On the mountain meadows in the Willingen ski area, it is the protected bristle grass around which much of the work revolves. Mowing is only allowed every three years. The hay is collected and reapplied during construction work. The goal is to reintroduce the plant life that was previously present on these areas.

The slopes in the Winterberg ski lift carousel and the lower area in the Bödefeld-Hunau ski area are largely not subject to FFH status. Nevertheless, the operators there also voluntarily refrain from intensive agriculture.


Forest aisle

Important conservation work also takes place along the cross-country ski trails. The operators of the cross-country skiing areas mow the grass in the forest aisles and mulch. This not only makes it easier to track the trails in winter. Mulching ensures that the tracks do not become overgrown and that the fresh greenery grows back. The work creates important grazing areas for game, because deer otherwise find little natural food in the extensive spruce monocultures.

Summer processing of the ski surfaces

Operating a ski area is not limited to winter - there is much more to it than maintaining and grooming the slopes from December to March, making snow on them, and turning the lifts on and off.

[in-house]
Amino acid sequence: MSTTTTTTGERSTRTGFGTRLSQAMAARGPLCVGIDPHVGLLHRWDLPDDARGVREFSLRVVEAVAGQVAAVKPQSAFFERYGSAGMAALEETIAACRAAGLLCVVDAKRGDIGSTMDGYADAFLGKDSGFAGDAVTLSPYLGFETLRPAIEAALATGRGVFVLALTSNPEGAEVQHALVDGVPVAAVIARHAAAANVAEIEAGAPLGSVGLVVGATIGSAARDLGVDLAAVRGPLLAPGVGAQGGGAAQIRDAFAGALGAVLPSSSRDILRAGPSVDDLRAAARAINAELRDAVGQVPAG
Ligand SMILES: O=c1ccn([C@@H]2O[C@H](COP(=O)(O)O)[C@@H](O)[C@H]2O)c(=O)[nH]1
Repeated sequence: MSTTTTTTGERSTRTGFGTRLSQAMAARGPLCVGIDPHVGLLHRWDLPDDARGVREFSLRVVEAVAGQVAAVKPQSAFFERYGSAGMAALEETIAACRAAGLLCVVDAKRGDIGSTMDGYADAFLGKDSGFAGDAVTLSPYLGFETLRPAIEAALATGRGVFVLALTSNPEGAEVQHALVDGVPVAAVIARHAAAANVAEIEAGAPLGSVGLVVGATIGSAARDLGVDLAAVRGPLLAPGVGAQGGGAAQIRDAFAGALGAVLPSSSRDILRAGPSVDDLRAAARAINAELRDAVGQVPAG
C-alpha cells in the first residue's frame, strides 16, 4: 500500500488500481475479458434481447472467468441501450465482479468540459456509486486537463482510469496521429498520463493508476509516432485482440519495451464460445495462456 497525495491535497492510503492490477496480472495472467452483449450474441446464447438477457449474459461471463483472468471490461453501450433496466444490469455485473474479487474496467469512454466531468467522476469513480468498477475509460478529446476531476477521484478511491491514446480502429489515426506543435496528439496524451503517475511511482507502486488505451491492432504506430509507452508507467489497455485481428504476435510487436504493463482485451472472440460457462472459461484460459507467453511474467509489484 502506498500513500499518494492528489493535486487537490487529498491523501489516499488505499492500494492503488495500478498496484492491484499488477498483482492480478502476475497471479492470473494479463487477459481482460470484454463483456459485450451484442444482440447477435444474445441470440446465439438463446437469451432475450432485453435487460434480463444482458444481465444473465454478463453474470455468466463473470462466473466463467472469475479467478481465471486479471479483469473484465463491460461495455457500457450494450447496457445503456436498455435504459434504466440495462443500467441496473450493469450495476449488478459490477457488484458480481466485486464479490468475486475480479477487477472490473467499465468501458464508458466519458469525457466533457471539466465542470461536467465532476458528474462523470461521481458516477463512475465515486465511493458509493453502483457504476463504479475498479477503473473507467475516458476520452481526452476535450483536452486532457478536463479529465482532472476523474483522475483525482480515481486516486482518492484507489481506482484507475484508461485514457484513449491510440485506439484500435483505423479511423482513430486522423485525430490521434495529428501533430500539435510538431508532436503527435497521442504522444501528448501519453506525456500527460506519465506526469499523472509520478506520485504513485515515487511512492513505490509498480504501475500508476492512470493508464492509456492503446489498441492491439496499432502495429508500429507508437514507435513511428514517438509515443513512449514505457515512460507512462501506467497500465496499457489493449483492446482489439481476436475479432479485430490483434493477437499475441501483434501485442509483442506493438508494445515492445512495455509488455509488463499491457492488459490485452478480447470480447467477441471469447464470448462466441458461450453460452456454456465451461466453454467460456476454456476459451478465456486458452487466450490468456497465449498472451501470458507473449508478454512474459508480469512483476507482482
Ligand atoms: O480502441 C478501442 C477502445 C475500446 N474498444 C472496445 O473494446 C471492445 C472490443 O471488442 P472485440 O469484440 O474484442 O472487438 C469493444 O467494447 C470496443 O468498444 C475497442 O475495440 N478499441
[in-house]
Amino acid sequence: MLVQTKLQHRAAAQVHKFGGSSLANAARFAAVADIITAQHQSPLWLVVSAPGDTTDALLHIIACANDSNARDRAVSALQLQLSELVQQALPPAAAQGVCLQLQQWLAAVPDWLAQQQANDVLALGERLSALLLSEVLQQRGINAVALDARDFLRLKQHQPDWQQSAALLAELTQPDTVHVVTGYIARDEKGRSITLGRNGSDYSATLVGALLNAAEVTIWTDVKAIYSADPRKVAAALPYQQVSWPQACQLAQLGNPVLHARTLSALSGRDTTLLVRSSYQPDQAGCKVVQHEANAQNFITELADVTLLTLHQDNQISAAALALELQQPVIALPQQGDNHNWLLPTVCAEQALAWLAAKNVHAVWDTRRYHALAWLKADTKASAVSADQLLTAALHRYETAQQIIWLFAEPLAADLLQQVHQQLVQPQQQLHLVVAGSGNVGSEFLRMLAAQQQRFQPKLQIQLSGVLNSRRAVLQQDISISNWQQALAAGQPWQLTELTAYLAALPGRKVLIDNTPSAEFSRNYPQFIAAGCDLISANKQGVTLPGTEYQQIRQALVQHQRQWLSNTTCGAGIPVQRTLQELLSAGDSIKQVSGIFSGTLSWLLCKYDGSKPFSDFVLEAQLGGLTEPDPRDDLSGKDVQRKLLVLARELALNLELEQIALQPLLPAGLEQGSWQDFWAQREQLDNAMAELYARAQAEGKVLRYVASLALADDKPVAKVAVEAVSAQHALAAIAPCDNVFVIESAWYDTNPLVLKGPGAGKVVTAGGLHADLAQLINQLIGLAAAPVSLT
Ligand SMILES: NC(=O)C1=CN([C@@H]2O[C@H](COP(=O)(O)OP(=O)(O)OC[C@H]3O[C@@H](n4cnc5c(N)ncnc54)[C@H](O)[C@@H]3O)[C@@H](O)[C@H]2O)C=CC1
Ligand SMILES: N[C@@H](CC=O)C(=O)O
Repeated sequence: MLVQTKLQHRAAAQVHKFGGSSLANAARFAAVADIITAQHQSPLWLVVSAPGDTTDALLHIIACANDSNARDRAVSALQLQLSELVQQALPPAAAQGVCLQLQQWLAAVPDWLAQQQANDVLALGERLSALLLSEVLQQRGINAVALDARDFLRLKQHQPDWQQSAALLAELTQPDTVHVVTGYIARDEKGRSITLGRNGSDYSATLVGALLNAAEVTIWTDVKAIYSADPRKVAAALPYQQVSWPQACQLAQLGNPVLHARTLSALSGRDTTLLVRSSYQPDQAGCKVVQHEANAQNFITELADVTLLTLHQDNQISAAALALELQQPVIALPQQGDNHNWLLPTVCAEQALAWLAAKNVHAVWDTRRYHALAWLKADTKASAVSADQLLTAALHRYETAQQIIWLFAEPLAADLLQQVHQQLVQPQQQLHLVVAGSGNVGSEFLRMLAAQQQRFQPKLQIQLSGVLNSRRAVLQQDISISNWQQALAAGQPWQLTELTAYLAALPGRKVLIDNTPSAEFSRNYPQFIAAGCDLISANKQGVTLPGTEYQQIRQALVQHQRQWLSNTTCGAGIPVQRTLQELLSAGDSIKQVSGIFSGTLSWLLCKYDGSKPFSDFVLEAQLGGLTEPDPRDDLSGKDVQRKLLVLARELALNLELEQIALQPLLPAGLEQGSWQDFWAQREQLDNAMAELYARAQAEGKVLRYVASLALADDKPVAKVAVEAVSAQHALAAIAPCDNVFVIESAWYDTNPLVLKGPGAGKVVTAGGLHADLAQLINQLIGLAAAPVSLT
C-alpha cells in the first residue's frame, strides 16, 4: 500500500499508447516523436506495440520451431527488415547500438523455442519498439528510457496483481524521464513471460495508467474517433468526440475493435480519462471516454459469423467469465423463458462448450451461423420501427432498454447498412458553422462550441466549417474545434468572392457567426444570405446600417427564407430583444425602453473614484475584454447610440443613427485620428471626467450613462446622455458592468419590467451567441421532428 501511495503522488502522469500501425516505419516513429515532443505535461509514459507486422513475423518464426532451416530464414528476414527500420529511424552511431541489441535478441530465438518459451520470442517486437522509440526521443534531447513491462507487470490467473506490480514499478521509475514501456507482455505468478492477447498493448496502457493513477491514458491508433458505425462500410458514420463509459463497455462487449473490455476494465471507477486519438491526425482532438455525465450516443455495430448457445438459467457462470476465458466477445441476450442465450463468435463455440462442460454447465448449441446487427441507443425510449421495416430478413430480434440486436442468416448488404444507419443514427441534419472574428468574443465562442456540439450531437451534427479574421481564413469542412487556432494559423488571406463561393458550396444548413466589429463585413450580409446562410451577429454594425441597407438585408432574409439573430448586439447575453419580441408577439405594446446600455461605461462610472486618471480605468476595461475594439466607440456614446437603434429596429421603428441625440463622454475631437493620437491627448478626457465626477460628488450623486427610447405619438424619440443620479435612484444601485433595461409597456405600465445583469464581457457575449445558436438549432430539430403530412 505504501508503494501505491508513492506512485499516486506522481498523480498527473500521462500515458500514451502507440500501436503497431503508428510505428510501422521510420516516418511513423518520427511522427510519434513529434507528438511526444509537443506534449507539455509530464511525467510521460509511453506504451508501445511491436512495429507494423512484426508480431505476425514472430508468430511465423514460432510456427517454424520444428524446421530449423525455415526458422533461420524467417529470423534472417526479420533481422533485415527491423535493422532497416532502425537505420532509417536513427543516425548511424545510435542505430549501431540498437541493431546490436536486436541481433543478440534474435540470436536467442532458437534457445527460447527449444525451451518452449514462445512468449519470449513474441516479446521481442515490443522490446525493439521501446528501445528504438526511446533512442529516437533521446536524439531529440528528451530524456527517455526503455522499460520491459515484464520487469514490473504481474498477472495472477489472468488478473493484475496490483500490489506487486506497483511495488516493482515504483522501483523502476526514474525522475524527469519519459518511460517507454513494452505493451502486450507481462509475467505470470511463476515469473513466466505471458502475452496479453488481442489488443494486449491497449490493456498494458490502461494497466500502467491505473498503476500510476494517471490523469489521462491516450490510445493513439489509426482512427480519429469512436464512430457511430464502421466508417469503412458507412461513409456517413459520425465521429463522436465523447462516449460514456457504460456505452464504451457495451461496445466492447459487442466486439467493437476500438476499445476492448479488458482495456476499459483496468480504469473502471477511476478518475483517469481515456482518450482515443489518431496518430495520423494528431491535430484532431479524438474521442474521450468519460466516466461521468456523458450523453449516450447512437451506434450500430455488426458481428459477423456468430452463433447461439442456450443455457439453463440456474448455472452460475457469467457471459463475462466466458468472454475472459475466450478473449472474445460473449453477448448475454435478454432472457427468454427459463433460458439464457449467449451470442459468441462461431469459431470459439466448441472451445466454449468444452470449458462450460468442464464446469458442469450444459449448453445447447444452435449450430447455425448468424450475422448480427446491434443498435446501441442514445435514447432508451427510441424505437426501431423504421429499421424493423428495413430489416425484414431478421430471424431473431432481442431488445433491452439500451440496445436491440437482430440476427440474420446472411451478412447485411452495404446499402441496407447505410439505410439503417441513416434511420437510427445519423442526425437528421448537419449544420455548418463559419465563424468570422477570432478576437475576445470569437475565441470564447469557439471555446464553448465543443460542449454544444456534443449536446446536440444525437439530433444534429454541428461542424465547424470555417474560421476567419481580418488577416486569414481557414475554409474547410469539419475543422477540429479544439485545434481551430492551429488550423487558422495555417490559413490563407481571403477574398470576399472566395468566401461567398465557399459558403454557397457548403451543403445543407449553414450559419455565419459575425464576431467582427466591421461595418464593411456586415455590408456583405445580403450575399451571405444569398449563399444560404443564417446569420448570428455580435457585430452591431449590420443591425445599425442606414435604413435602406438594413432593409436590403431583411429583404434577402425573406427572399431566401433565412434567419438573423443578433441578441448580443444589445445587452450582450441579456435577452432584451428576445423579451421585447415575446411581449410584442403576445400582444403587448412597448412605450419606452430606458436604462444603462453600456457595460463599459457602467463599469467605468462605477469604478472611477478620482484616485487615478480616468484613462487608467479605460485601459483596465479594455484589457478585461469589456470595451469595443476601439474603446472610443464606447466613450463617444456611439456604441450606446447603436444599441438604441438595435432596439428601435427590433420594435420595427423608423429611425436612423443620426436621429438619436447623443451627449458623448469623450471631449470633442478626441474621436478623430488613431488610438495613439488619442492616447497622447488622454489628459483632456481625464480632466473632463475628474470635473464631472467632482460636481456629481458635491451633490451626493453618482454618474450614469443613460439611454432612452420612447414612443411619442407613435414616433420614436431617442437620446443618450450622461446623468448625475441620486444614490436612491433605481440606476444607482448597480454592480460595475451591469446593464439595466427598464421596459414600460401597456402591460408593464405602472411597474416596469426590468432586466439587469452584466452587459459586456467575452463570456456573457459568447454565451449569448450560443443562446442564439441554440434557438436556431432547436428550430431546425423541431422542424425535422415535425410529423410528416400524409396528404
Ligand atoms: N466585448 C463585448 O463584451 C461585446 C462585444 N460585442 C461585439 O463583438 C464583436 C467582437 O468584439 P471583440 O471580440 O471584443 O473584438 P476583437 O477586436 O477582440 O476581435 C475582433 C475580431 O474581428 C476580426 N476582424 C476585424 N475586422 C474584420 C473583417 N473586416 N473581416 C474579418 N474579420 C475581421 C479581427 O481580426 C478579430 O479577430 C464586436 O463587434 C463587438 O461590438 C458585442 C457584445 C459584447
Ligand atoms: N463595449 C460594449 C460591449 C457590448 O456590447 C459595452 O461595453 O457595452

During the summer months, the region's ski areas are generally managed extensively through the interaction of the lift operators, who are usually tenants of the land during the winter months, with the owners as well as the farmers who are responsible for tilling the land during the summer.

By "extensive cultivation" is basically meant a much gentler cultivation compared to intensive agriculture. In detail, this can be:

  1. Very late first cut (mowing) of meadow areas.
  2. On very poor soils, grazing by heath sheep and goats, which naturally keep the young tree shoots short.
  3. Avoidance of fertilizers and other additives

Contractual relationships exist between the farmers, who as tenants or owners of the ski areas provide for mowing or grazing, and the regional nature conservation authorities. In short, farmers receive payment for their landscape maintenance depending on the size and composition of the area.

Moreover, the maintenance of the areas automatically ensures that the terrain is "kept open". If these areas were not managed, it would only be a matter of time before numerous slopes became overgrown and the landscape form "meadow" was replaced by "forest".

Basically, the interests of the lift operators and the protection of nature and species go hand in hand with this fact, because without the necessity of keeping the ski areas free of forest and shrub growth for winter sports, numerous areas that are currently resplendent with flowers in summer would simply become overgrown and be replaced by a monoculture of mostly spruce.